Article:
The good news, for the domestic fossil fuel types, is that US oil production went up. The better news is that more people bought hybrids, plug-ins and high-fuel-economy vehicles, theoretically cutting their gasoline purchases as a result. And yet there remains some bad news for the domestic economy, as average US household spending on gasoline neared record highs last year.
Standardizing refueling systems isn't a quick process, and a new set of fueling standards for hydrogen stations were about 13 years in the making. But SAE International (SAE stands for Society of Automotive Engineers) said this week that it finally settled on a hydrogen refueling standard for light-duty vehicles. For the record, it's called SAE J2601.
OK, but let's see how well Honda can control hydrogen refueling temperature in Houston or Buffalo. That's what some pessimists may be saying now that the Japanese automaker has installed a fast-fueling hydrogen station in the oh-so-temperate environs of Torrance, CA. That city is about 20 miles southwest of downtown Los Angeles and a sliver of it actually touches the Pacific Ocean, so we're not talking about wild swings in air temperature here.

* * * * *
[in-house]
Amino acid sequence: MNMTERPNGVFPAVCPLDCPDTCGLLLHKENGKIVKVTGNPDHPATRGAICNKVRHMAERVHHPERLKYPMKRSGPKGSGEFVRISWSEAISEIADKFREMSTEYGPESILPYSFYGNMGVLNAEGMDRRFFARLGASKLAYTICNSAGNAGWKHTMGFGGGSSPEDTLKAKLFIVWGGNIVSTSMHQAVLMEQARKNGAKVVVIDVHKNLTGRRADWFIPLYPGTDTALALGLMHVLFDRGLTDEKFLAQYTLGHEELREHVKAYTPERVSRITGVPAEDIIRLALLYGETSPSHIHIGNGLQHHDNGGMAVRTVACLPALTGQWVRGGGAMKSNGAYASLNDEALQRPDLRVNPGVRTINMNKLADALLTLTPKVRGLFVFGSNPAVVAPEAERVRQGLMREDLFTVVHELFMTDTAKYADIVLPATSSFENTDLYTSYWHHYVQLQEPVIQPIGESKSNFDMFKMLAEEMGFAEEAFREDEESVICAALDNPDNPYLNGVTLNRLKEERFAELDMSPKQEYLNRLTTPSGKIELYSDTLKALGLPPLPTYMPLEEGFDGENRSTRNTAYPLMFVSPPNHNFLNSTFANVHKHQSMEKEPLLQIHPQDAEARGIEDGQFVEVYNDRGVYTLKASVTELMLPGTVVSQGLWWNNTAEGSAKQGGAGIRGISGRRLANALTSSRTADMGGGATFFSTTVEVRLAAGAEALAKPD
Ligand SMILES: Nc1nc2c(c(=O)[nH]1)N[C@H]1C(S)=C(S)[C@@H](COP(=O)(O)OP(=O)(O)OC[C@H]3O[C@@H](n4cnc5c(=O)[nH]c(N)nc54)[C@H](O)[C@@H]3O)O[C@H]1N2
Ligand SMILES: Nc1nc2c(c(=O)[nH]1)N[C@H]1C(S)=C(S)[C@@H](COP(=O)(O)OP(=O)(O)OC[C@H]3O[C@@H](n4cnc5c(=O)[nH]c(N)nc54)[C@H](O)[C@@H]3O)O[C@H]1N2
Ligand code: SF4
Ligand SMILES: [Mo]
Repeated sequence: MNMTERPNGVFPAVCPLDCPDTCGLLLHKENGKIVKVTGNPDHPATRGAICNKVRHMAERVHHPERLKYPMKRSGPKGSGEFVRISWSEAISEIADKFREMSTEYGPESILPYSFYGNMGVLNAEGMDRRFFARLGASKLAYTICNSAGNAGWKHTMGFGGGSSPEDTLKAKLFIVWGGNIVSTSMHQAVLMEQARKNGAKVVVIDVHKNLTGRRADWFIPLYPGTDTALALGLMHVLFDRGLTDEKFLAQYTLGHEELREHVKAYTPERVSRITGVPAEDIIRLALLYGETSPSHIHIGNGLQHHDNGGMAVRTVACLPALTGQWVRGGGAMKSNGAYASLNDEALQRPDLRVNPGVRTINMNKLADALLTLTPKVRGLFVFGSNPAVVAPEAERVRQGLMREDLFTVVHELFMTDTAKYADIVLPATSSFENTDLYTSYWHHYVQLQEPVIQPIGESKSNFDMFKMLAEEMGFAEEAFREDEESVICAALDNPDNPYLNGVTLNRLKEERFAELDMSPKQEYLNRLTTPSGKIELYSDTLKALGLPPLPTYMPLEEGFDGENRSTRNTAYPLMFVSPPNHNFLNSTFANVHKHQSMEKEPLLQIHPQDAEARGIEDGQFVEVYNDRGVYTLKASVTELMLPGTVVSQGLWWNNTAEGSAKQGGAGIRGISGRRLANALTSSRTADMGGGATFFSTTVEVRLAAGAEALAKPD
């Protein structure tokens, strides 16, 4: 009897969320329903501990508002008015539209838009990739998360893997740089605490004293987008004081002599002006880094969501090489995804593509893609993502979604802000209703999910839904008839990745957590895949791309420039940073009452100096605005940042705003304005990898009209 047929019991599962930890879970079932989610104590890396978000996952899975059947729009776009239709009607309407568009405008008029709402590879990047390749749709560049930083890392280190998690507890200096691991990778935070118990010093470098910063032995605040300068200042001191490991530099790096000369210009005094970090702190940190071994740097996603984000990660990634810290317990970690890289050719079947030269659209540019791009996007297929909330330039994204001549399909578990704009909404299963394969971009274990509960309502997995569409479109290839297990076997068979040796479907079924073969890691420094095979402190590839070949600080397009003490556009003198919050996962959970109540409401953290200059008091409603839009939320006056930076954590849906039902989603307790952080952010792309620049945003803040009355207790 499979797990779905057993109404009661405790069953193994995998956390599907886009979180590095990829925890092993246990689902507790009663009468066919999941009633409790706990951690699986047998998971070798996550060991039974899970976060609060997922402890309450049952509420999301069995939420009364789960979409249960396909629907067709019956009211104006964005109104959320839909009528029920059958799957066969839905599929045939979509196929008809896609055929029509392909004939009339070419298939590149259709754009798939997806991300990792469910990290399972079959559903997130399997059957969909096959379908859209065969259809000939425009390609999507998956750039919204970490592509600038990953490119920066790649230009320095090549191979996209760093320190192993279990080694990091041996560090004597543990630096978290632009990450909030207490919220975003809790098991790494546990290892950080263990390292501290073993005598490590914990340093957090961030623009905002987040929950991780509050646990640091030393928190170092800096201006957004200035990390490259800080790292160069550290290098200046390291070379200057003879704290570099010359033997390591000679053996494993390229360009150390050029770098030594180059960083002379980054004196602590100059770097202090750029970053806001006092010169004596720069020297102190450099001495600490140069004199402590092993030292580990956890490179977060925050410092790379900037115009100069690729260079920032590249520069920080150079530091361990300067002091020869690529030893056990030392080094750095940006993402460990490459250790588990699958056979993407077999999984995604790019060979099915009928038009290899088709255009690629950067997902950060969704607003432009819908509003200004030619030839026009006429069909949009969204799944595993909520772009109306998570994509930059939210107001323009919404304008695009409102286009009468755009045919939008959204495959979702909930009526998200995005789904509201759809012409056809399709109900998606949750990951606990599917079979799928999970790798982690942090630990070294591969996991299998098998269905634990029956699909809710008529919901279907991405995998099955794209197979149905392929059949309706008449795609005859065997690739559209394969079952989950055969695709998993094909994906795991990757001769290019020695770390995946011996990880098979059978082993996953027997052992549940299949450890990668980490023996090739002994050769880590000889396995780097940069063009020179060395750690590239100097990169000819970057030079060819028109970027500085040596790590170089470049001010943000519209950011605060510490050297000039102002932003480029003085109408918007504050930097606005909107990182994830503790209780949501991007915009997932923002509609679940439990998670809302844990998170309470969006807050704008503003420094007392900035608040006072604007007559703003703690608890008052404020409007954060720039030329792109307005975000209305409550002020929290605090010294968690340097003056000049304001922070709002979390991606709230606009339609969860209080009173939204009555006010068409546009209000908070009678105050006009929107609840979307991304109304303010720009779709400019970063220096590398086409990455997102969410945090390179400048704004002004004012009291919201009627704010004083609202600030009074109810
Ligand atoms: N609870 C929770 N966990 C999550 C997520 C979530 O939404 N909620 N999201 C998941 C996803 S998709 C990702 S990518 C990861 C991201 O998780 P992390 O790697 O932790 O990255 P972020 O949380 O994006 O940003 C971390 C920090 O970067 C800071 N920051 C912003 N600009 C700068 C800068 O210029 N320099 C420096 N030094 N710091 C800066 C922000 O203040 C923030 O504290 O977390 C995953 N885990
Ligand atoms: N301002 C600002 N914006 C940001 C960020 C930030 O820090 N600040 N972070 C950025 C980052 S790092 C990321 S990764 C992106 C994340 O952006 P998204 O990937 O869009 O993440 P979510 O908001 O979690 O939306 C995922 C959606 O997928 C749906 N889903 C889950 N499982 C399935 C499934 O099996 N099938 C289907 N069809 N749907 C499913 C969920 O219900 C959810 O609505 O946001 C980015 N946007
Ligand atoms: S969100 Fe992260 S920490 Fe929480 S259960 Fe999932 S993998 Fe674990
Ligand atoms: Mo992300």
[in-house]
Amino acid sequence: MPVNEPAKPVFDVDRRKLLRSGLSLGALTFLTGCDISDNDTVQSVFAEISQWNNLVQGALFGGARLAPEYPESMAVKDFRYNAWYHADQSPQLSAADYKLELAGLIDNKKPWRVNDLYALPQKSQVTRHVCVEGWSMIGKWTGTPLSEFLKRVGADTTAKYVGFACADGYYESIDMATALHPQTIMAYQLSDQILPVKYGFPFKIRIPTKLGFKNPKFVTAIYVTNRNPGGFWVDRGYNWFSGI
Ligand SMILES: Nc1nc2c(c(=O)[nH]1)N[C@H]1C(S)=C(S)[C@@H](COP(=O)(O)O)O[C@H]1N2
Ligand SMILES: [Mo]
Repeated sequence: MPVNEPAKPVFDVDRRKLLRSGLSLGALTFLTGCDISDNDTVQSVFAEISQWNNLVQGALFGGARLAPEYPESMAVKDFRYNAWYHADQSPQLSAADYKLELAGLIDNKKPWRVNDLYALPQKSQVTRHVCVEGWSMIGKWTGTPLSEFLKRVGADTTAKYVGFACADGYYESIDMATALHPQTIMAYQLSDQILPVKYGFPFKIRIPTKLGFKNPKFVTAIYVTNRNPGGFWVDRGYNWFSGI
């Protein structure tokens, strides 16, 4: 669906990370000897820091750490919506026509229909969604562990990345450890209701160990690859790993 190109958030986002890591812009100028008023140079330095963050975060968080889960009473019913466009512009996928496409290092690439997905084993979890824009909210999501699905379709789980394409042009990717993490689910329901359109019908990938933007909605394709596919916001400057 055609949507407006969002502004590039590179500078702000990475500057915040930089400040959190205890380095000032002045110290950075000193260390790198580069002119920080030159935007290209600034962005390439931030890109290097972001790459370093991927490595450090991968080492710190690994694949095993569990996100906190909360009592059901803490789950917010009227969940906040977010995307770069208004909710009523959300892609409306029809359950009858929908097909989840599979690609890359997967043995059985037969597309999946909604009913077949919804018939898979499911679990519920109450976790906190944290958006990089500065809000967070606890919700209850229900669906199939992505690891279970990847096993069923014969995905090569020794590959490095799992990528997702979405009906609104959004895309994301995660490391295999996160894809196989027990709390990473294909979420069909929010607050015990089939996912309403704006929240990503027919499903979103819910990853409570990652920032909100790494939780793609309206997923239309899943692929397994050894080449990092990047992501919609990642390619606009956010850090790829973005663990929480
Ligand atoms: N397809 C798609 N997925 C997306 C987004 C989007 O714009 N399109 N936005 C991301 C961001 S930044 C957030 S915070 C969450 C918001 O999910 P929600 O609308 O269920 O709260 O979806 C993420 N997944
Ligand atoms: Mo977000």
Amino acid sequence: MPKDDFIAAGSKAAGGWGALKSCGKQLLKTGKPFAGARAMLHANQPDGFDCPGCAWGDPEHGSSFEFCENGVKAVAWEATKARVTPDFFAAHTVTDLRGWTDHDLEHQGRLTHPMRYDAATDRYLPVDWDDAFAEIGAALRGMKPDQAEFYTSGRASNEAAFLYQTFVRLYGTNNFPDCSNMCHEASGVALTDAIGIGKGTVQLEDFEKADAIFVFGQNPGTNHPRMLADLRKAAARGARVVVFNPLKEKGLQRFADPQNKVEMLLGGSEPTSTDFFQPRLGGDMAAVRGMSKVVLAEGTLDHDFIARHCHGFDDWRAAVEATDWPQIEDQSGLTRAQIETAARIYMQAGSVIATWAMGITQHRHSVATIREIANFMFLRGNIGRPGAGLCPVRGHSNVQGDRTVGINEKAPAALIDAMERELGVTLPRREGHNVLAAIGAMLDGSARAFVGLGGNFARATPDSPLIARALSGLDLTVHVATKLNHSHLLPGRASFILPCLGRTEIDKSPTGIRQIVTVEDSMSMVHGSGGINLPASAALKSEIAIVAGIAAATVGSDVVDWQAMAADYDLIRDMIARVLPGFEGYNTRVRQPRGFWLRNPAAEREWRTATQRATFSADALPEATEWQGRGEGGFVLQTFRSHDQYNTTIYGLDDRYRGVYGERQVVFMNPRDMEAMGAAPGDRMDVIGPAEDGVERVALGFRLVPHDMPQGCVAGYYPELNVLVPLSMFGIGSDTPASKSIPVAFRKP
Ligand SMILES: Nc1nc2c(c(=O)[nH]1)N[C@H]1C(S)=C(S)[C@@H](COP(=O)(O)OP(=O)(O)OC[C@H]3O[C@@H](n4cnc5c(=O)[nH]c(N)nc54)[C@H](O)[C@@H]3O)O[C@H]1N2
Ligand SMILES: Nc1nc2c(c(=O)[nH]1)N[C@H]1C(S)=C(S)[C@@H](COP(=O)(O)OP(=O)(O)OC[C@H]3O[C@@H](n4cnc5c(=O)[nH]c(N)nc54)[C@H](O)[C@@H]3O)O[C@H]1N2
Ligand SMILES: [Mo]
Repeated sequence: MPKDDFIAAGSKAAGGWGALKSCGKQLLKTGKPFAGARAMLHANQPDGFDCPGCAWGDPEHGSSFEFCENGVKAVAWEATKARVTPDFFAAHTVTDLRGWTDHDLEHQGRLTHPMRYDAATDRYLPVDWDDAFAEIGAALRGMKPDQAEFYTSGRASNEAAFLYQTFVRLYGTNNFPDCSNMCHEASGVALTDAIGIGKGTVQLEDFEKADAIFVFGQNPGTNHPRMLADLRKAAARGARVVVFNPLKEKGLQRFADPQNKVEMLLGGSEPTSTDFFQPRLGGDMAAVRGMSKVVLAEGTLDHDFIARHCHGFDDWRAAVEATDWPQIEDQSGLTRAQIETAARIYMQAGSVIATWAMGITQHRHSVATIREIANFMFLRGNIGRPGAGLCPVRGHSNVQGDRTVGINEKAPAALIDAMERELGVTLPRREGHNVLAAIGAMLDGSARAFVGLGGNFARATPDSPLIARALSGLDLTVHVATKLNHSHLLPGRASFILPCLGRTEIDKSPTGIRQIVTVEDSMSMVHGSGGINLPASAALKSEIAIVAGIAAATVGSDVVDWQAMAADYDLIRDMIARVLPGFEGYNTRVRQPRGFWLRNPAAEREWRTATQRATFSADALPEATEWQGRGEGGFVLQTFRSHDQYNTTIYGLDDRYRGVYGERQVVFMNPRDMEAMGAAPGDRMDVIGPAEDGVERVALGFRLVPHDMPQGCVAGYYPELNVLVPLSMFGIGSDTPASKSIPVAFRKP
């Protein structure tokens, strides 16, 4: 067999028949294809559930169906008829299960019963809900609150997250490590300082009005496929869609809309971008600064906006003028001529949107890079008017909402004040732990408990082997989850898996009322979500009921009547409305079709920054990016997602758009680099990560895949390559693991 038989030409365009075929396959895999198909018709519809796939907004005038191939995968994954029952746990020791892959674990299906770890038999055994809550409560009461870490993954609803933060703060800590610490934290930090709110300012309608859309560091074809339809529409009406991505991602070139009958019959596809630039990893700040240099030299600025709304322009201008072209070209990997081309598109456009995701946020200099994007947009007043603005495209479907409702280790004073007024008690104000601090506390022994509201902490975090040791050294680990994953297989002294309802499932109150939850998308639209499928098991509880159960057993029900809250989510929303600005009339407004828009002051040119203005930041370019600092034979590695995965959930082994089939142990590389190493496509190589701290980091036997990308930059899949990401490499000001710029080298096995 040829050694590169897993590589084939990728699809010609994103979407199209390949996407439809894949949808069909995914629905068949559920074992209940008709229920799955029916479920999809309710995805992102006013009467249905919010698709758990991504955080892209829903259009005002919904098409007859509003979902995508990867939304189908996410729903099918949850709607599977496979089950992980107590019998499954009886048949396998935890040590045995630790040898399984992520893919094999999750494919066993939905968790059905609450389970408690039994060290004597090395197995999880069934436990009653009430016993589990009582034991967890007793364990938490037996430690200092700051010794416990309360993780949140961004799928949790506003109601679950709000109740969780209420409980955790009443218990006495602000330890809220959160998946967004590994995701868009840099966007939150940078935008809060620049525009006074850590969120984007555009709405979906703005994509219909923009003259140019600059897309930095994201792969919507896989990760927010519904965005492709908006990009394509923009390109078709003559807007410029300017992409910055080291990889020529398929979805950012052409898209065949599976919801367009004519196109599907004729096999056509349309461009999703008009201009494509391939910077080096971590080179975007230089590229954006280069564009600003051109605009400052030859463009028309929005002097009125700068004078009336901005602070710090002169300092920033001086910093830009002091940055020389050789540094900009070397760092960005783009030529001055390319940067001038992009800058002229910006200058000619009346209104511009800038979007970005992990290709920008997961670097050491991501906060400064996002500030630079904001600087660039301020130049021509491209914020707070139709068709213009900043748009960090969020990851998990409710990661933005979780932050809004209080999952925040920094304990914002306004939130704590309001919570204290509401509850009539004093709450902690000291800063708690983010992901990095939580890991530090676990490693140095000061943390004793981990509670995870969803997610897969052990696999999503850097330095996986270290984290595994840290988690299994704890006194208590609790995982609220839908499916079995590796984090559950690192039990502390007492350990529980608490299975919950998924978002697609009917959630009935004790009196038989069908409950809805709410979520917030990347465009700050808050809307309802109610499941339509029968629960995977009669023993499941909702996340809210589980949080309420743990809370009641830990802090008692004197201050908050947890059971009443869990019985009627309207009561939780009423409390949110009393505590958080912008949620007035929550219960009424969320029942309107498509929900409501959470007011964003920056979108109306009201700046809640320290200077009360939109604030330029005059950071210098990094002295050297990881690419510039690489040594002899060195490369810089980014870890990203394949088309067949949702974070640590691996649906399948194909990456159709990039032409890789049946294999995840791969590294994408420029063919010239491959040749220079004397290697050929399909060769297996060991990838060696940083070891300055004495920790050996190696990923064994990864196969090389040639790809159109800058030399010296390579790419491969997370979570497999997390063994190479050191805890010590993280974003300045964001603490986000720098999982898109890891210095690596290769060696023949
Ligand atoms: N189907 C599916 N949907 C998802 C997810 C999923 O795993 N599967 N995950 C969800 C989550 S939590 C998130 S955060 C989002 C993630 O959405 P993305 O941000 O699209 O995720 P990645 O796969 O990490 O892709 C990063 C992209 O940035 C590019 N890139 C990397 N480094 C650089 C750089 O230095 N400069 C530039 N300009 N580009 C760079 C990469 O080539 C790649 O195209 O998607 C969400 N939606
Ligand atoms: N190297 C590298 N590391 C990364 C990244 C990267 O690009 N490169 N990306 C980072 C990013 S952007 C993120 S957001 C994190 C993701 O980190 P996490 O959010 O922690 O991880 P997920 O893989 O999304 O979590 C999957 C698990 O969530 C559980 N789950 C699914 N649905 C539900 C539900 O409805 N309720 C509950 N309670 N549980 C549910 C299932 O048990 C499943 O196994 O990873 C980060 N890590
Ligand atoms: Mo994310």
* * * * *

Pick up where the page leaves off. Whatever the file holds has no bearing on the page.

Last week, California regulators approved a bill that will fund more fleet purchases of zero-emissions vehicles while setting up a network of hydrogen refueling stations throughout the most populous US state.
The Hydrogen Superhighway isn't much more than a dirt path right now, with just 27 hydrogen refueling stations installed in the entire world last year, Green Car Reports says, citing Fuel Cell Today. North America was home to eight new hydrogen stations, and five stations were added in Germany. The 27 stations mark a 15-percent increase from 2011 totals.
"A lot of auto makers believe the fuel-cell vehicle is just a better performing vehicle and just makes more sense." So says Kevin See, a senior analyst of electric vehicles at Lux Research in Boston, told CNN. It's not a surprising thing to say, but it again shows commitments by automakers to develop hydrogen fuel-cell vehicles have been increasing lately. Toyota, Hyundai, Daimler and Honda all see them as vital alternative energy options, perhaps even more important than battery-electric vehicl